Spanish house price figures published in the first quarter of 2020

spanish house price index tracker Q1 2020

The SPI House Price Index Tracker plots the progress of the six most-watched house price indices in Spain, and brings them together in one chart.

Some of the indices are updated monthly, and some quarterly months after the period to which they refer, making them harder to compare. The figures published each quarter don’t all correspond to the same period. Bearing that in mind, the following residential property price indices were updated in the first quarter of 2020 (all figures show latest year-on-year percentage change):

  • The Ministry of Public Works (Fomento) +2.1% in the last quarter (Q4), based on official valuations
  • The National Institute of Statistics (INE) index +3.6% in Q4, based on data from the Land Registry
  • The Spanish Land Registrars’ Association +7.2% in Q4, using their ‘repeat sale’ methodology
  • The Association of Spanish Notaries index +0.5%% in February 2020
  • The Tinsa index based on property valuations carried out by the company +3.5% in March
  • The (property portal) resale asking price index +3.2% in March

Country-wide house price indices don’t tell us what’s happening in local segments, but they do help us understand where we are in the market cycle, in which local segments play a part. If the cycle is turning down, this will influence local markets.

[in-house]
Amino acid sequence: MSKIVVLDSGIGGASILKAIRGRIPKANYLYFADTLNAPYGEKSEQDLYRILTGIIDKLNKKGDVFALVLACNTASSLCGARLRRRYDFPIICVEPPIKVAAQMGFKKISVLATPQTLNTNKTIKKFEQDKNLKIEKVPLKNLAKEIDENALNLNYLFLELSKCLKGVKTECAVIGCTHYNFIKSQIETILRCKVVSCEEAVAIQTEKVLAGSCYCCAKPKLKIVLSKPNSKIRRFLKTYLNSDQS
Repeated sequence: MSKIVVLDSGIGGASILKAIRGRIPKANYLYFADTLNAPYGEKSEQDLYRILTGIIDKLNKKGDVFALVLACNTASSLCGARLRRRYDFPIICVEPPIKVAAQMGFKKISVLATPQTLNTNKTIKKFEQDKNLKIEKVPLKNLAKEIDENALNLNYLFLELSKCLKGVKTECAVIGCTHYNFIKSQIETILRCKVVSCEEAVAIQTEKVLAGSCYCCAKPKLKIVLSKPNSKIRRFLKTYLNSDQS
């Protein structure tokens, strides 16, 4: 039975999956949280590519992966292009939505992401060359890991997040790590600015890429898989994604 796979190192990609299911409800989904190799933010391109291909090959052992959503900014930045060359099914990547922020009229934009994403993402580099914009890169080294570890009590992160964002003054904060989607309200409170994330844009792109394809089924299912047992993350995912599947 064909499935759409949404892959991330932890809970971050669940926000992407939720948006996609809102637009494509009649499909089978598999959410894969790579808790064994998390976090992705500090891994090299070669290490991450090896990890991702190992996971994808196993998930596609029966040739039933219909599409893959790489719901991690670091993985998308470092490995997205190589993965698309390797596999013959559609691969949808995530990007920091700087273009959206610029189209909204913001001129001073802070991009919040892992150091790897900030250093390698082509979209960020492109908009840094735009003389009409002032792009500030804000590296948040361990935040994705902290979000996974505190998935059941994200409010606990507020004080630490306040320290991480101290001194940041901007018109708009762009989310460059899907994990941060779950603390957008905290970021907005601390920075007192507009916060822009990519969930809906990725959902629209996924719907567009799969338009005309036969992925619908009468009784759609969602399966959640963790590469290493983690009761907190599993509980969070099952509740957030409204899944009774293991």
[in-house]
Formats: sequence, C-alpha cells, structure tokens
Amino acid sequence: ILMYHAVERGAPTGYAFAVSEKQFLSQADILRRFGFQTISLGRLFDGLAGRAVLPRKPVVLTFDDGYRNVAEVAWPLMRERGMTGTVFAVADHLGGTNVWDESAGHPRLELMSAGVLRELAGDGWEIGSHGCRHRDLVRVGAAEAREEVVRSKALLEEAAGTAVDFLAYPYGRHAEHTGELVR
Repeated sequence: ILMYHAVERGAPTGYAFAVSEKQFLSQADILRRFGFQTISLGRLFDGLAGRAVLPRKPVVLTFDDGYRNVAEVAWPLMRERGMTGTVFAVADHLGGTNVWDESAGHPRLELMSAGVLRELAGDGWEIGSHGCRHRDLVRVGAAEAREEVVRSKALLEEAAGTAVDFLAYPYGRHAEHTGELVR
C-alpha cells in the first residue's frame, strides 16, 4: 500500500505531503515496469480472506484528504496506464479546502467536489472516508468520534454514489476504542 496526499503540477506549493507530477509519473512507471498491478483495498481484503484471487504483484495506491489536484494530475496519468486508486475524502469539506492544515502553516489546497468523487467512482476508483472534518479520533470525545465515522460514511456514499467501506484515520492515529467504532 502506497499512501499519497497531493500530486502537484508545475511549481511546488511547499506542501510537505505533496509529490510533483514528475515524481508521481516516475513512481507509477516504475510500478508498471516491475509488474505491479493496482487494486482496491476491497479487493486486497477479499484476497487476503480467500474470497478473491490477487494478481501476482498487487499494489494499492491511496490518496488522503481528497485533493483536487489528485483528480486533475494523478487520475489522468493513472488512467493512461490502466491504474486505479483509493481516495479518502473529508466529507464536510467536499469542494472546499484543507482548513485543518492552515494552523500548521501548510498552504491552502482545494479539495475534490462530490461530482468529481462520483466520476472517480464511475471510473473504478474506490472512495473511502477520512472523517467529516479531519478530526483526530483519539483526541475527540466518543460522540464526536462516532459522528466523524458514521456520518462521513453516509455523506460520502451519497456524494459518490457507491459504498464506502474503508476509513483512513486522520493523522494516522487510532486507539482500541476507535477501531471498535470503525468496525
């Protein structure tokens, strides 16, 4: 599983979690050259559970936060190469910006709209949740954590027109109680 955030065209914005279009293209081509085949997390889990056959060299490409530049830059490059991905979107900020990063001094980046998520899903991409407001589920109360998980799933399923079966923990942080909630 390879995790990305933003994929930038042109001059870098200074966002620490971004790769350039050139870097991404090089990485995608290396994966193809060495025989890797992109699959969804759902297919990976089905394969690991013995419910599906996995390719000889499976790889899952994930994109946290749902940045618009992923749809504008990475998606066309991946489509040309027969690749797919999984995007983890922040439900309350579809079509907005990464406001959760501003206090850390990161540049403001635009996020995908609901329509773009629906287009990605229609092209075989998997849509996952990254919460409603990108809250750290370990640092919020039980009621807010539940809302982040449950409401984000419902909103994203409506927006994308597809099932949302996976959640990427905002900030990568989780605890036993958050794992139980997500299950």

Before the Coronavirus crisis struck, all the indices were in positive territory, but five out of six were on a downward trend, the Tinsa index being the exception. That suggests the market was cooling down. That said, the Q1 figures are now almost irrelevant.

With the market frozen over by the Covid-19 lockdown, there will be very little house price data to publish for Q2. It is going to take six months or more before we can see this chart with numbers that give us an idea of where prices are heading in the light of the coronavirus crisis.

In a recent survey of readers I found that most foreign investors expect Spanish house prices, in particular holiday-home prices, to fall by 10% or more. You can see the link to the survey results below.

SPI Member Comments

One thought on “Spanish house price figures published in the first quarter of 2020

  • Treasury Research says:

    We had a lot of exposure to the Financial Crash on 08, and in deconstructing its causes.
    The heart of that was a seriously disconnect between the rating agencies valuations and the underlying market realities. Everyone understands the purpose of markets is to facilitate Price Discovery.
    Looking at the lessons from US in 2008, the Spanish property market it would be hard not to be concerned.

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